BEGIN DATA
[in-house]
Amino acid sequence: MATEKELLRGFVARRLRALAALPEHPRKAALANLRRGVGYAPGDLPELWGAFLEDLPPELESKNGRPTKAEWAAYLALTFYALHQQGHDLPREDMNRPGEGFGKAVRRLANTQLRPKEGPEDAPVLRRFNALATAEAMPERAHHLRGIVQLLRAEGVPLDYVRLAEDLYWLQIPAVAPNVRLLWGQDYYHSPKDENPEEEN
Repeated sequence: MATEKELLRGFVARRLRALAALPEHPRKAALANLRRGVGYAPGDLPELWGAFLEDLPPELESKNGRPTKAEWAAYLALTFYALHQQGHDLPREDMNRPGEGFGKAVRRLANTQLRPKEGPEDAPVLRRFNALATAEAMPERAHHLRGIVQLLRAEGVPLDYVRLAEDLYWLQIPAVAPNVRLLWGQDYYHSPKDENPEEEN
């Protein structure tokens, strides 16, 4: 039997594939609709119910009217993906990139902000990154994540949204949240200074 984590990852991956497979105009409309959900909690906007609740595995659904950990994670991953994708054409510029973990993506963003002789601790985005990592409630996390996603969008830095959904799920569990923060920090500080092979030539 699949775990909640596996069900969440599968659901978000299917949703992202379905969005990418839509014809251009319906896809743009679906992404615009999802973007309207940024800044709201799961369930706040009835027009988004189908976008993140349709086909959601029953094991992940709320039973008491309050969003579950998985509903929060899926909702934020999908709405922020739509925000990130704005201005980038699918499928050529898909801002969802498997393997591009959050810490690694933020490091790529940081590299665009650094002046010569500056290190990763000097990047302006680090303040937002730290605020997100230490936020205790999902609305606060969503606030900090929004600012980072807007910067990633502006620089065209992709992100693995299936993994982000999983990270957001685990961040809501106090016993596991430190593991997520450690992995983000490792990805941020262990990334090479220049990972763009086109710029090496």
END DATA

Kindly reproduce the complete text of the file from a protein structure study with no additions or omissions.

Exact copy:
[in-house]
Amino acid sequence: MATEKELLRGFVARRLRALAALPEHPRKAALANLRRGVGYAPGDLPELWGAFLEDLPPELESKNGRPTKAEWAAYLALTFYALHQQGHDLPREDMNRPGEGFGKAVRRLANTQLRPKEGPEDAPVLRRFNALATAEAMPERAHHLRGIVQLLRAEGVPLDYVRLAEDLYWLQIPAVAPNVRLLWGQDYYHSPKDENPEEEN
Repeated sequence: MATEKELLRGFVARRLRALAALPEHPRKAALANLRRGVGYAPGDLPELWGAFLEDLPPELESKNGRPTKAEWAAYLALTFYALHQQGHDLPREDMNRPGEGFGKAVRRLANTQLRPKEGPEDAPVLRRFNALATAEAMPERAHHLRGIVQLLRAEGVPLDYVRLAEDLYWLQIPAVAPNVRLLWGQDYYHSPKDENPEEEN
């Protein structure tokens, strides 16, 4: 039997594939609709119910009217993906990139902000990154994540949204949240200074 984590990852991956497979105009409309959900909690906007609740595995659904950990994670991953994708054409510029973990993506963003002789601790985005990592409630996390996603969008830095959904799920569990923060920090500080092979030539 699949775990909640596996069900969440599968659901978000299917949703992202379905969005990418839509014809251009319906896809743009679906992404615009999802973007309207940024800044709201799961369930706040009835027009988004189908976008993140349709086909959601029953094991992940709320039973008491309050969003579950998985509903929060899926909702934020999908709405922020739509925000990130704005201005980038699918499928050529898909801002969802498997393997591009959050810490690694933020490091790529940081590299665009650094002046010569500056290190990763000097990047302006680090303040937002730290605020997100230490936020205790999902609305606060969503606030900090929004600012980072807007910067990633502006620089065209992709992100693995299936993994982000999983990270957001685990961040809501106090016993596991430190593991997520450690992995983000490792990805941020262990990334090479220049990972763009086109710029090496």